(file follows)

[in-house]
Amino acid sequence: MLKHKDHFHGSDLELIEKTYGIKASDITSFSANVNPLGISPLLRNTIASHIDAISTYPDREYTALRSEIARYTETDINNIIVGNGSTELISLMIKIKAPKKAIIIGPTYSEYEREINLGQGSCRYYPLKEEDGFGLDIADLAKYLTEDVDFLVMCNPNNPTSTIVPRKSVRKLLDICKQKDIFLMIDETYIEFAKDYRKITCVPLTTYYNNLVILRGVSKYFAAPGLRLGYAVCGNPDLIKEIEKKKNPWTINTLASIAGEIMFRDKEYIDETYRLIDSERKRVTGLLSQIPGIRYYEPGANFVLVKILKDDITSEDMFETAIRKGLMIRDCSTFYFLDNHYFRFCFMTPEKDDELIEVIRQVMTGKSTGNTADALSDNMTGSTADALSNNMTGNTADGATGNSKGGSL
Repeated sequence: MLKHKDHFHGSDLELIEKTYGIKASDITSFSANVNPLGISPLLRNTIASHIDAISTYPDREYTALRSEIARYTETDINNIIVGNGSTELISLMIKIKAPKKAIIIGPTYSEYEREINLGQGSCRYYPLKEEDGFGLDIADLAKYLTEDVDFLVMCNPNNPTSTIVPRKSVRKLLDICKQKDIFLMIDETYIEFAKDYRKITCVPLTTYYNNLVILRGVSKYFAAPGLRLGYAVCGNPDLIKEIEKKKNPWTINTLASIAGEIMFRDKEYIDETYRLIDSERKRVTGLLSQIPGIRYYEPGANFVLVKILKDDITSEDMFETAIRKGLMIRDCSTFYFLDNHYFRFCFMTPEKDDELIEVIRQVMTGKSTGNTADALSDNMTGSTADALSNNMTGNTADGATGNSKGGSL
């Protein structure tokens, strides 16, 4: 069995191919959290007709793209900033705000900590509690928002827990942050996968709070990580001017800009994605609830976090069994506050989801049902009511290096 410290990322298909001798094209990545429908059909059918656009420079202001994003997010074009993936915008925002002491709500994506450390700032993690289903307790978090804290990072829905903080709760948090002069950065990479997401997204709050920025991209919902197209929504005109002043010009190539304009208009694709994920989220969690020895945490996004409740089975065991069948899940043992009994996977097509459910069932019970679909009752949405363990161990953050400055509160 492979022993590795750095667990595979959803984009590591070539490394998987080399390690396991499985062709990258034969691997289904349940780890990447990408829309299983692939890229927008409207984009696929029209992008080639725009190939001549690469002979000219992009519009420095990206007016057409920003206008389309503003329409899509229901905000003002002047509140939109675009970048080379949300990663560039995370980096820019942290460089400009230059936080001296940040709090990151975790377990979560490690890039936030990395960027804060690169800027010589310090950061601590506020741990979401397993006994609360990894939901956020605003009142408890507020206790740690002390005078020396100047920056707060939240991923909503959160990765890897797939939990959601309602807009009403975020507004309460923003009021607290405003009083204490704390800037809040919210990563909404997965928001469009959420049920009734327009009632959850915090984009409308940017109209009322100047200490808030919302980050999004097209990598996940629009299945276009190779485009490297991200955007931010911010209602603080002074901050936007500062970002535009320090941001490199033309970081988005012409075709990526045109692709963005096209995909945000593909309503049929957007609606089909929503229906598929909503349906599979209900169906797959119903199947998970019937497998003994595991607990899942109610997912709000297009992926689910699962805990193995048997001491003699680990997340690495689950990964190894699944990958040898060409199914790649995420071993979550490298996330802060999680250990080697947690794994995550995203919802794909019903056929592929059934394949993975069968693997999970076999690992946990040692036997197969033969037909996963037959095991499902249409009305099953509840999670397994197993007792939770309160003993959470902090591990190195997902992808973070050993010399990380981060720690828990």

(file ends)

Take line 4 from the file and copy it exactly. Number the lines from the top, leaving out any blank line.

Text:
């Protein structure tokens, strides 16, 4: 069995191919959290007709793209900033705000900590509690928002827990942050996968709070990580001017800009994605609830976090069994506050989801049902009511290096 410290990322298909001798094209990545429908059909059918656009420079202001994003997010074009993936915008925002002491709500994506450390700032993690289903307790978090804290990072829905903080709760948090002069950065990479997401997204709050920025991209919902197209929504005109002043010009190539304009208009694709994920989220969690020895945490996004409740089975065991069948899940043992009994996977097509459910069932019970679909009752949405363990161990953050400055509160 492979022993590795750095667990595979959803984009590591070539490394998987080399390690396991499985062709990258034969691997289904349940780890990447990408829309299983692939890229927008409207984009696929029209992008080639725009190939001549690469002979000219992009519009420095990206007016057409920003206008389309503003329409899509229901905000003002002047509140939109675009970048080379949300990663560039995370980096820019942290460089400009230059936080001296940040709090990151975790377990979560490690890039936030990395960027804060690169800027010589310090950061601590506020741990979401397993006994609360990894939901956020605003009142408890507020206790740690002390005078020396100047920056707060939240991923909503959160990765890897797939939990959601309602807009009403975020507004309460923003009021607290405003009083204490704390800037809040919210990563909404997965928001469009959420049920009734327009009632959850915090984009409308940017109209009322100047200490808030919302980050999004097209990598996940629009299945276009190779485009490297991200955007931010911010209602603080002074901050936007500062970002535009320090941001490199033309970081988005012409075709990526045109692709963005096209995909945000593909309503049929957007609606089909929503229906598929909503349906599979209900169906797959119903199947998970019937497998003994595991607990899942109610997912709000297009992926689910699962805990193995048997001491003699680990997340690495689950990964190894699944990958040898060409199914790649995420071993979550490298996330802060999680250990080697947690794994995550995203919802794909019903056929592929059934394949993975069968693997999970076999690992946990040692036997197969033969037909996963037959095991499902249409009305099953509840999670397994197993007792939770309160003993959470902090591990190195997902992808973070050993010399990380981060720690828990």